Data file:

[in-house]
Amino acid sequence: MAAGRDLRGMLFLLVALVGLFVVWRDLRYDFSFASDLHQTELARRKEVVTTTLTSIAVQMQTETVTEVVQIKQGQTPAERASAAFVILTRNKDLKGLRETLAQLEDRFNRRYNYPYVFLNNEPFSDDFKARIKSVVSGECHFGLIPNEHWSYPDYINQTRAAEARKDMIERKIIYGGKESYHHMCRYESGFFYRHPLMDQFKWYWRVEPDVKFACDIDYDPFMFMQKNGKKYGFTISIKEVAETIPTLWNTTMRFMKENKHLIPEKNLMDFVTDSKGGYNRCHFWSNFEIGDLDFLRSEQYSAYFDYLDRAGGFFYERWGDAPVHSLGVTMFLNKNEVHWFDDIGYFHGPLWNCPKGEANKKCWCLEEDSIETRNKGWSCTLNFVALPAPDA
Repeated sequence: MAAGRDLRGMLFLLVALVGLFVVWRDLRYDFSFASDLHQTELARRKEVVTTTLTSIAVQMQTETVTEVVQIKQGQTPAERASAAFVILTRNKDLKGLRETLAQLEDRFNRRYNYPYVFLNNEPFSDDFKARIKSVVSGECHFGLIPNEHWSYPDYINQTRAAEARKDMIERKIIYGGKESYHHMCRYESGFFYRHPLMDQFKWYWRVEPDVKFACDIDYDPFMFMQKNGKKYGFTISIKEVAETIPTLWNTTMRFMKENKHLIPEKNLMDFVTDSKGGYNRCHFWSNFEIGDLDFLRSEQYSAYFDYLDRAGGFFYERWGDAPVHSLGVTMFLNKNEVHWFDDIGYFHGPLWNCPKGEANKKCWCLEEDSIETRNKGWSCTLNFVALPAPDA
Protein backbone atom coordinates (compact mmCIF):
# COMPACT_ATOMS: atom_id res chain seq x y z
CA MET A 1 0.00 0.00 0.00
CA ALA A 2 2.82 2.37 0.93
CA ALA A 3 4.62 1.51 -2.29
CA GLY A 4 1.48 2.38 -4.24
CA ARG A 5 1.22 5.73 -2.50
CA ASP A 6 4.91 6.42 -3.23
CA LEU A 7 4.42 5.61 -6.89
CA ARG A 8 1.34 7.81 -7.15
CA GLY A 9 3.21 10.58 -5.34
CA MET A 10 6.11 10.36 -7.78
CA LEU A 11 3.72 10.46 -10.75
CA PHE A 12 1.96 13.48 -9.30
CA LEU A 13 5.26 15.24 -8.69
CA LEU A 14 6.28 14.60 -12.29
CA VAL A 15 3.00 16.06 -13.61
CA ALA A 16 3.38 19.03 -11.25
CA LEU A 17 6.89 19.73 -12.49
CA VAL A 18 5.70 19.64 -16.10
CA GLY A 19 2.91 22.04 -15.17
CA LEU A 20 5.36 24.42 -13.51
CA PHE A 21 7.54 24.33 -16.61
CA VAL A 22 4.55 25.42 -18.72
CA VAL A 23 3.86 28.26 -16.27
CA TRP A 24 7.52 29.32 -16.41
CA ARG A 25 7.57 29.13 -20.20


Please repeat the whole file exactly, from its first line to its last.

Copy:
[in-house]
Amino acid sequence: MAAGRDLRGMLFLLVALVGLFVVWRDLRYDFSFASDLHQTELARRKEVVTTTLTSIAVQMQTETVTEVVQIKQGQTPAERASAAFVILTRNKDLKGLRETLAQLEDRFNRRYNYPYVFLNNEPFSDDFKARIKSVVSGECHFGLIPNEHWSYPDYINQTRAAEARKDMIERKIIYGGKESYHHMCRYESGFFYRHPLMDQFKWYWRVEPDVKFACDIDYDPFMFMQKNGKKYGFTISIKEVAETIPTLWNTTMRFMKENKHLIPEKNLMDFVTDSKGGYNRCHFWSNFEIGDLDFLRSEQYSAYFDYLDRAGGFFYERWGDAPVHSLGVTMFLNKNEVHWFDDIGYFHGPLWNCPKGEANKKCWCLEEDSIETRNKGWSCTLNFVALPAPDA
Repeated sequence: MAAGRDLRGMLFLLVALVGLFVVWRDLRYDFSFASDLHQTELARRKEVVTTTLTSIAVQMQTETVTEVVQIKQGQTPAERASAAFVILTRNKDLKGLRETLAQLEDRFNRRYNYPYVFLNNEPFSDDFKARIKSVVSGECHFGLIPNEHWSYPDYINQTRAAEARKDMIERKIIYGGKESYHHMCRYESGFFYRHPLMDQFKWYWRVEPDVKFACDIDYDPFMFMQKNGKKYGFTISIKEVAETIPTLWNTTMRFMKENKHLIPEKNLMDFVTDSKGGYNRCHFWSNFEIGDLDFLRSEQYSAYFDYLDRAGGFFYERWGDAPVHSLGVTMFLNKNEVHWFDDIGYFHGPLWNCPKGEANKKCWCLEEDSIETRNKGWSCTLNFVALPAPDA
Protein backbone atom coordinates (compact mmCIF):
# COMPACT_ATOMS: atom_id res chain seq x y z
CA MET A 1 0.00 0.00 0.00
CA ALA A 2 2.82 2.37 0.93
CA ALA A 3 4.62 1.51 -2.29
CA GLY A 4 1.48 2.38 -4.24
CA ARG A 5 1.22 5.73 -2.50
CA ASP A 6 4.91 6.42 -3.23
CA LEU A 7 4.42 5.61 -6.89
CA ARG A 8 1.34 7.81 -7.15
CA GLY A 9 3.21 10.58 -5.34
CA MET A 10 6.11 10.36 -7.78
CA LEU A 11 3.72 10.46 -10.75
CA PHE A 12 1.96 13.48 -9.30
CA LEU A 13 5.26 15.24 -8.69
CA LEU A 14 6.28 14.60 -12.29
CA VAL A 15 3.00 16.06 -13.61
CA ALA A 16 3.38 19.03 -11.25
CA LEU A 17 6.89 19.73 -12.49
CA VAL A 18 5.70 19.64 -16.10
CA GLY A 19 2.91 22.04 -15.17
CA LEU A 20 5.36 24.42 -13.51
CA PHE A 21 7.54 24.33 -16.61
CA VAL A 22 4.55 25.42 -18.72
CA VAL A 23 3.86 28.26 -16.27
CA TRP A 24 7.52 29.32 -16.41
CA ARG A 25 7.57 29.13 -20.20